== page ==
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Car Accidents FAQ

Serving Wrongfully Injured Victims Throughout Alaska

Car collisions are likely one of the more frightening experiences that a person may experience on a given basis. In fact, daily people are being injured or killed as a result of these tragic happenings. According to recent statistics by the National Highway Traffic Safety Administration, in the first quarter of 2013 (January-April), there were over 7,200 deaths from motor vehicle accidents of some sort.

With so many deaths in just a matter of months, the number of injuries is often times much greater. The Centers for Disease Control and Prevention reports that on a daily basis, there is an average of at least one thousand people who are injured in motor vehicle accidents around the country. In the event that you have been injured, or you have a lost a loved one in an accident cause by the wrongful acts of another person, don't hesitate to take legal action. Contact an experienced Alaska personal injury lawyer at Johnson Beard & Trueb, PC today for more information.

Frequently Asked Questions

What should I do after a car accident?
If you were involved in a car accident, and are able to safely move around, be certain to document the accident to the fullest extent. This means taking pictures of the scene of the collision, your car and theirs, get pictures of license plate numbers, exchange all important information and take detailed notes of what happened while it is still fresh on your mind. The information you want to collect from the other driver(s) involved will include driver's license number, plate number, insurance details, their contact information and full name. At the time of the incident, be sure to note any injuries that you are aware of. Does your back or neck hurt? Do you have wounds on your body? Even simple discomforts can turn into health issues down the road, so it is essential that you document these things.

How do you determine fault in a car accident?
When seeking to prove fault in a car accident, it all comes down to who was careless in their actions. Negligence means that the driver was distracted with their phone, drunk while behind the wheel or perhaps driving recklessly. Whatever the case may be, if the person who caused the accident was doing something that violates any of the traffic laws or simply places other people in danger, then they may be considered liable (responsible) for the accident. In order to prove negligence in your accident, you will need to prove: that the driver is responsible by law to drive carefully, their actions were not careful, and their actions resulted in any form of damages or injury.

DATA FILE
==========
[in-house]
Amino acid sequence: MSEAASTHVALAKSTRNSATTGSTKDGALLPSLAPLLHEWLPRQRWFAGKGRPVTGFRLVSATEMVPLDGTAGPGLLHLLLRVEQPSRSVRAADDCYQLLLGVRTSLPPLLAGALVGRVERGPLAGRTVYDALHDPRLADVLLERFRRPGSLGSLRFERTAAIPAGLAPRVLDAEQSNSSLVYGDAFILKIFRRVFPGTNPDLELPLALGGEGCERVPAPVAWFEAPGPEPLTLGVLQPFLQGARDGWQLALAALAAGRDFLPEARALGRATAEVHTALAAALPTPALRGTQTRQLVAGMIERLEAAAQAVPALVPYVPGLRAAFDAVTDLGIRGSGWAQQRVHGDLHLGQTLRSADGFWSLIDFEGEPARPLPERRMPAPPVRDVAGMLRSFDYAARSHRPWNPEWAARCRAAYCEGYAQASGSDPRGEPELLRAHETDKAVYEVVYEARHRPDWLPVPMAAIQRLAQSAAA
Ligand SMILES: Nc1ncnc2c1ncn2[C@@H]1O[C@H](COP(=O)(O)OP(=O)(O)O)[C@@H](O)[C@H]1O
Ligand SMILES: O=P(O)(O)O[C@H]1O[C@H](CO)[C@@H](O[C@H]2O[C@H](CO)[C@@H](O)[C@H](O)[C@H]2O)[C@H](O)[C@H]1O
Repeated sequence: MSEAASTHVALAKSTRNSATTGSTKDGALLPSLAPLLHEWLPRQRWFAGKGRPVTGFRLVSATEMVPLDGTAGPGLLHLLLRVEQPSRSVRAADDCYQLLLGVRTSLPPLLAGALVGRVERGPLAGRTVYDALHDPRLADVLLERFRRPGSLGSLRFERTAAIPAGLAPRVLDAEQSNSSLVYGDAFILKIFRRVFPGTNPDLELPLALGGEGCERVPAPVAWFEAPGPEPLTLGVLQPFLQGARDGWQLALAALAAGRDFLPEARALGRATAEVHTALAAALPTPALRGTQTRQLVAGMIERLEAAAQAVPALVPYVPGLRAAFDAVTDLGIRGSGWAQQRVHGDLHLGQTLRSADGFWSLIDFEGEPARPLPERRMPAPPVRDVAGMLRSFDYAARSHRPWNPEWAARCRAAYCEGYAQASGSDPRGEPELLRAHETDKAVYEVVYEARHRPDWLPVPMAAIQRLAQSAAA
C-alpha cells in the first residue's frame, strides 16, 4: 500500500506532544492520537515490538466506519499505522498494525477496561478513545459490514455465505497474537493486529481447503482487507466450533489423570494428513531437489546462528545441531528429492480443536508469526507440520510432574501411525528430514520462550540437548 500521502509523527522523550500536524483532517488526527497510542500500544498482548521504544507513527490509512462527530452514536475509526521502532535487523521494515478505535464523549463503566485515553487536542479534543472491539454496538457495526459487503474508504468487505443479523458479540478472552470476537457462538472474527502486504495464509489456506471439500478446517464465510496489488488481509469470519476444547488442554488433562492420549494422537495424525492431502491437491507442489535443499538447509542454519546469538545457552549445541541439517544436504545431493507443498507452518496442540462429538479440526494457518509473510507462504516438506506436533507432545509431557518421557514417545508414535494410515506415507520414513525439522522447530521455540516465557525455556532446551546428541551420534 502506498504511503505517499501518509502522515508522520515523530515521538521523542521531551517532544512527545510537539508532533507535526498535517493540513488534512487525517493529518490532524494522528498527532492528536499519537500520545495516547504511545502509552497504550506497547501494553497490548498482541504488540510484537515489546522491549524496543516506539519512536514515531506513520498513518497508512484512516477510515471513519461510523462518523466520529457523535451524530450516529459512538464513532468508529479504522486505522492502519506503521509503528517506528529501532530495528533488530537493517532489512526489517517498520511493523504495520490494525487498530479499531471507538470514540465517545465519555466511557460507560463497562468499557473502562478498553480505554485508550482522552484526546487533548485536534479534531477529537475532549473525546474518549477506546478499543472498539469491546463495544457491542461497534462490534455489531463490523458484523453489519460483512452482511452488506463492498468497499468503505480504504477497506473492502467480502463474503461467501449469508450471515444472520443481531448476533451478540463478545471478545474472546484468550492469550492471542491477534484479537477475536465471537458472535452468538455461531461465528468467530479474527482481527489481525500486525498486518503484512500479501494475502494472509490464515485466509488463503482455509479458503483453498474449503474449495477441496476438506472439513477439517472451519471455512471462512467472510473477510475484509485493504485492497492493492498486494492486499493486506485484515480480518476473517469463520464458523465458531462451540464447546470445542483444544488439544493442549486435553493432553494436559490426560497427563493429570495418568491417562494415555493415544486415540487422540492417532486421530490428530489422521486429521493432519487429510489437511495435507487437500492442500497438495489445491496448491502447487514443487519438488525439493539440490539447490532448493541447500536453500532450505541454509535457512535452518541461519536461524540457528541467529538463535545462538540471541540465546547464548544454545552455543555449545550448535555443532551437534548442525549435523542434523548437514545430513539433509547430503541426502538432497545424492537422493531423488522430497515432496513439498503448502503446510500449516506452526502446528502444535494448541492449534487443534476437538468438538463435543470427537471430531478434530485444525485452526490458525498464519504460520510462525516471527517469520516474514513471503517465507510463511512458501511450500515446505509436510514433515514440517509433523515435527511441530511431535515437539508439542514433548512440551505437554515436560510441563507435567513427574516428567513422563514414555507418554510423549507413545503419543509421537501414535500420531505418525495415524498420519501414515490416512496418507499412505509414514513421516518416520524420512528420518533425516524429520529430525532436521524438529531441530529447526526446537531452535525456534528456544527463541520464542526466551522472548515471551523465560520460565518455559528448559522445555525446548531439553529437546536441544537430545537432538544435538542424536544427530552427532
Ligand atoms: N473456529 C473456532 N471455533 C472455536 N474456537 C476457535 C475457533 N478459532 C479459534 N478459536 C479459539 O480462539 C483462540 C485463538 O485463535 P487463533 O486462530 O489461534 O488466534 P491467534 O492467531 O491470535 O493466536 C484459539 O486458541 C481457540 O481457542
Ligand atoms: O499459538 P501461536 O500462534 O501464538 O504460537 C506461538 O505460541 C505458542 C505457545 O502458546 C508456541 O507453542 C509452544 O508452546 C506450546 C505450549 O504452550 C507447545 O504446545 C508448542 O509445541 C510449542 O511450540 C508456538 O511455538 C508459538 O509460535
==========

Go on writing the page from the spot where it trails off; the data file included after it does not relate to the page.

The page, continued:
If I was rear-ended in a crash, can I be considered liable?
In the majority of car accident situations, if you were hit from behind, the accident will be the fault of the driver behind you, no matter the reasons for you stopping. The common rules of the road encourage drivers to stay as far behind the car in front of them so that there is room to stop in case of a sudden slow-down in traffic. If the driver behind you still hits your car, they were driving unreasonably close to you and will be considered at fault for the collision.

Can both drivers be considered at fault, even if I was the one injured?
Comparative negligence is what the court considers as having the victim of the accident also being partially at fault for the collision. If this is the case, the victim may still be able to receive some form of compensation for the accident, though less than they would if it were the fault of the other driver entirely. The state of Alaska, among others, allows for the plaintiff to receive recovery for the damages of the accident, as long as the court finds that they are not responsible for the actual injury. If this is the case, then they may be able to receive up to 65% of the damages claimed in the accident.

When a car and a bike collide, who will be considered at fault for the accident?
Bicycles are considered a method of transportation and are therefore required to follow the laws of the road as a vehicle would. When an accident occurs between a cyclist and a car, the court will determine the fault of the parties based on the degree their followed the laws of the road and their negligence. For example, if a bicyclist decided to run a red light and then an oncoming car from the other direction hit him, then it is likely that the court will deem the cyclist as the responsible party, therefore preventing him from recovering damages from the driver even though the driver technically hit the bike.

Should I hire an attorney after an accident?
If you have been involved in a car accident of some sort and were injured, having a skilled legal professional on your side is in your best interest. At our firm, we are dedicated to helping our clients recover the damages for their property and injury after their accidents, in the amount that they deserve. By calling a trusted Anchorage personal injury attorney at Johnson Beard & Trueb, PC, you can trust that your case will be fought for diligently. Contact us today for more information!

Johnson Beard & Trueb, PC - Anchorage Personal Injury Attorney
Located at 330 L. Street Anchorage, AK 99501 View Map
Phone: (888) 821-4978 | Local Phone: (907) 277-0161

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Toll Free: 888.821.4978 | Local: 907.277.0161